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See these MAXIM application notes on that. Basically, terminate only at the two ends, and keep stubs short (like your right hand connections) https://maximsupport.microsoftcrmportals.com/en-us/knowledgebase/article/000103009 https://maximsupport.microsoftcrmportals.com/en-us/knowledgebase/article/000099654 enter image description here

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  • \$\begingroup\$ Thanks for the answer. I edited the post to hopefully clarify my question is not about terminating the bus - what is the best method to tie into a twisted shielded pair with another twisted shielded pair. \$\endgroup\$
    – Scottlysan
    Jan 24, 2019 at 17:17
  • \$\begingroup\$ I still think your right hand drawing is the way to go. \$\endgroup\$
    – CrossRoads
    Jul 3, 2019 at 14:12
  • \$\begingroup\$ 2 feet is not short for RS-485. \$\endgroup\$
    – SteveSh
    Jan 16, 2020 at 15:28
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At the lengths of stubs you are talking about, it comes down to wiring convenience.

If you have a free choice (ie, you're designing the equipment), it all depends on what kind of connectors you're using

  • Putting two connectors on the equipment makes makes it quick and tidy, and can have the absolute minimal stub of a few millimetres. However, removing a node disconnects the downstream slaves temporarily.
  • Putting one connector on the equipment with a T-connector (if available for your connectors) solves this problem but the wiring isn't so nice
  • Putting the T in the main wiring with a "drop" cable means the bus is always fully connected, but more difficult to make changes. This also has the downside of giving the longest stubs.

Anyone who used 10Base2 connectors is probably still traumatised by how hard it was to fault-find: the T-connectors were always going wrong. Personally I tend to prefer "two sockets on slave device".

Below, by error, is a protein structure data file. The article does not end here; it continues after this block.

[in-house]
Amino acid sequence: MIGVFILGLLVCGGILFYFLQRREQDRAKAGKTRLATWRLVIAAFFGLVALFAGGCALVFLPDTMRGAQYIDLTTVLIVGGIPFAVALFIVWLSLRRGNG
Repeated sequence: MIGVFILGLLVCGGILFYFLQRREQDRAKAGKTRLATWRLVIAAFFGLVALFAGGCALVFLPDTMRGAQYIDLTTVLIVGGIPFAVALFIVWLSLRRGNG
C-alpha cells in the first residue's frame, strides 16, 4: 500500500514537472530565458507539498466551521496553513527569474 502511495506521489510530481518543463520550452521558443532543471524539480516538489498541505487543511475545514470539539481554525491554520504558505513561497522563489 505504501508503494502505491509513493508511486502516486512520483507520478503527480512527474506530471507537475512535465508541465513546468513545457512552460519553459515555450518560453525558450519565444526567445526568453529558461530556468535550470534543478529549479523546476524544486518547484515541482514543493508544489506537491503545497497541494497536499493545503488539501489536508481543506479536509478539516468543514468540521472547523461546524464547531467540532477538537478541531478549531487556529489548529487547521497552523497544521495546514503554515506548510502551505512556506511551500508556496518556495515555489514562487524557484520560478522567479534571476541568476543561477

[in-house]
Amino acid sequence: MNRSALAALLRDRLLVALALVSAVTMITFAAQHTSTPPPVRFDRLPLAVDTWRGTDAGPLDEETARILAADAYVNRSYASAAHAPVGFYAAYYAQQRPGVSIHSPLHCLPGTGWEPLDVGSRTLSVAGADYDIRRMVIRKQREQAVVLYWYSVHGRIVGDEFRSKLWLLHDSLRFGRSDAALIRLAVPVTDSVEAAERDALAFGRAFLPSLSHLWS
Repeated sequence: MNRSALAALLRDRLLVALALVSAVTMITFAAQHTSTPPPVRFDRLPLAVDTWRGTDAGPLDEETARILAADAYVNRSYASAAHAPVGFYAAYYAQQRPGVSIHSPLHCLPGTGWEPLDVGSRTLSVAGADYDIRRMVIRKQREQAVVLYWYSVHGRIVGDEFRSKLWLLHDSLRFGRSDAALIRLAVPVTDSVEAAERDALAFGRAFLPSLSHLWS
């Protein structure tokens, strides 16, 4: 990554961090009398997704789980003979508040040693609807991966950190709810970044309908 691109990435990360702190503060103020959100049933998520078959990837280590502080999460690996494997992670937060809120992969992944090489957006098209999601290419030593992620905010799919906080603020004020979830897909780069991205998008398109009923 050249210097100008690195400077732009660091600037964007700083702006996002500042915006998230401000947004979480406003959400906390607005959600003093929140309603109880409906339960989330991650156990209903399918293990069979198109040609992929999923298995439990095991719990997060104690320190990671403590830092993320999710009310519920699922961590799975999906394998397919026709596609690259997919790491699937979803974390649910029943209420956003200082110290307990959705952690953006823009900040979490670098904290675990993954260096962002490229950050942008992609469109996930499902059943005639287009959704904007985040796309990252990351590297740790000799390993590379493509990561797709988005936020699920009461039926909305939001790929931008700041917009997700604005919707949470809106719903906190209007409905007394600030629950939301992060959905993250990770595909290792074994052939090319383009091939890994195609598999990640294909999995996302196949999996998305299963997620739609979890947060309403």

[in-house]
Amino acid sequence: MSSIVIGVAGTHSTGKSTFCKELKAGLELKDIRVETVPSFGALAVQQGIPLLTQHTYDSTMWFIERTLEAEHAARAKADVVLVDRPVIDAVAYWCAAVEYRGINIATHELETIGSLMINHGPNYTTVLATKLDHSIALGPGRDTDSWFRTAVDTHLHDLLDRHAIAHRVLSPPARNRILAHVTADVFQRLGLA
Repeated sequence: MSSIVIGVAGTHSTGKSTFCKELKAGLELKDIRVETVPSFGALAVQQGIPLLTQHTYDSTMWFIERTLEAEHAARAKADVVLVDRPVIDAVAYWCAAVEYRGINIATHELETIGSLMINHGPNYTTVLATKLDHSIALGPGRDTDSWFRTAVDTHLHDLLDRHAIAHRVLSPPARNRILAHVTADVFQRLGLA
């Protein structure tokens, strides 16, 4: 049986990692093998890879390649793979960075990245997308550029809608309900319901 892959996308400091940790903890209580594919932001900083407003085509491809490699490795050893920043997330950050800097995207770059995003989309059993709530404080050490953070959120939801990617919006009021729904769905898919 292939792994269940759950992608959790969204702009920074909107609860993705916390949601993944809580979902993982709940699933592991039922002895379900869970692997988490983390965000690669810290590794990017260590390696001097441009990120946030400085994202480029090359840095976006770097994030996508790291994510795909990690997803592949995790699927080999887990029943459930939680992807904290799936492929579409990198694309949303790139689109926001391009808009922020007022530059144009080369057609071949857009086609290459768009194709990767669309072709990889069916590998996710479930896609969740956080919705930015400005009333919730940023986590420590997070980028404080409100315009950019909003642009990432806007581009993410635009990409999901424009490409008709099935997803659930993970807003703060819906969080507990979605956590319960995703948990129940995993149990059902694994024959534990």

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In direct answer to your question the right-hand topology is the better of the two. Shorter stubs are always better than longer stubs, unless you're deliberately looking for a suck out at some frequency, due to the quarter wave stub you have.

Have you run a signal integrity simulation of this? Based on my experience with RS-485 (and LVDS), a 2 foot stub (which is what you're stuck with inside the slave) is going to be a deal breaker with '485.

All of the the other things mentioned in the OP's question (connector type, type of splice, etc) is down in the noise compared to the problems you're going to see with 2 ft stubs.

I'll see if I can Hyperlynx working on my laptop. Been having problems since WIN10 was forced upon me.

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I'd like to mention a different approach: convert the links to point-to-point instead of bus/star. It'd potentially raise the fault tolerance of your system, since a fault on any one link would not disable the entire network.

Have multiple RS-485 transceivers in the host device, to make it appear like an Ethernet hub would. The TXD and DE from the MCU is presented to all transceivers, the RXD lines are AND-ed together before going to MCU's RXD input.

As long as the host-side receivers are fault-tolerant, i.e. guaranteed to produce idle receiver state when the differential input voltage is 0V or open, then this will work well, and should be tolerant to any node being unplugged or dead (i.e. a failed power supply).

A receiver watchdog could be added to control each transceiver's RO signal, so that if a node's link gets stuck in active condition for too long, it'd be isolated from the global AND gate until it'd recover to a high condition. This could be implemented by the MCUs timers if you had lots of them, or by a simple 555-based circuit (or any of the more modern multifunction timer blocks that are easy to use).

Another way of implementing such a watchdog cheaply would be to let the MCU's GPIO drive each transceiver's REN (receiver enable). When the MCU detects a break-like condition that's too long, it can start disabling the transceivers successively until the condition goes away. That'd point to the stuck-low link. The failed link's receiver enable can then be periodically reinstated to check if the fault condition has cleared; the criterion would be that after re-enabling and waiting for the receiver activation delay (per the datasheet), the MCU's RXD is still in idle state.